• used by Emergency Services and other government agencies during times of natural disaster
  • used by the Government to identify where financial disaster relief is needed to help businesses recover in disaster affected areas, and
  • likely to be checked if they are applying for a grant or loan for their business.
Business owners can access, change or cancel their ABN details online at abr.gov.au.All changes made to their ABN online will take effect immediately.
The ATO has more information about help and support options on its website:
ato.gov.au/NaturalDisasters

Sunday, 6 October 2019

NSW Norther Rivers "cult' back in the news again


The Daily Examiner, 3 October 2019, p.8:

Almost $600,000 was clawed back from the charity founded by a Northern Rivers “cult” leader after the Australia Taxation Office found it was not entitled to receive tax deductible gifts.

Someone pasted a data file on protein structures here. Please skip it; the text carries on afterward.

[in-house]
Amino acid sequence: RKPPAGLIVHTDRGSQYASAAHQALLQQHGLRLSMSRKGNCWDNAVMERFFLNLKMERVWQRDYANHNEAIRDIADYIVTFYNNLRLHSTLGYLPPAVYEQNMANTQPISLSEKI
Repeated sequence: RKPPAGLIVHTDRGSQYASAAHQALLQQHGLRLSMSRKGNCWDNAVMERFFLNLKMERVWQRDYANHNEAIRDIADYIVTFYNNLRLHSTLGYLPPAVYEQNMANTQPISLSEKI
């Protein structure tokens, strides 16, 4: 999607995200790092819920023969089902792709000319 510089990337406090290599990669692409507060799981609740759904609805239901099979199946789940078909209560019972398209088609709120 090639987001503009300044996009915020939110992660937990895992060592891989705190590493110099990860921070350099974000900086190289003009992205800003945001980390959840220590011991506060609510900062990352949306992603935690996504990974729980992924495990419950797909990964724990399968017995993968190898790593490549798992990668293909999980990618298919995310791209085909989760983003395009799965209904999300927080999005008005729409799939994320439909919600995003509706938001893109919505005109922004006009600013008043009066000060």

Universal Medicine founder Serge Benhayon, who a Supreme Court jury found was “the leader of a socially harmful cult”, founded the College of Universal Medicine (CoUM) in August 2011.
Mr Benhayon started his “esoteric healing” business in 1999 after what he claims was an “energetic impress”.
Mr Benhayon sued blogger Esther Rockett for defamation but the jury ruled against him, finding most imputations made against him to be “substantially true”.....
ABC News, 13 September 2019:

A Brisbane multi-millionaire who donated $300,000 to a charity associated with a group later found in court to be a "exploitative cult" has said he gave the money freely as a reward for treating his chronic pain.

But software business owner Stephen Ninnes got his cash back, after an Australian Tax Office (ATO) crackdown forced the College of Universal Medicine (COUM) to relinquish almost $600,000 in donations.

The COUM promotes the teachings of Universal Medicine's (UM) multi-millionaire founder Serge Benhayon — a former bankrupt tennis coach who claims to be Leonardo Da Vinci reincarnated.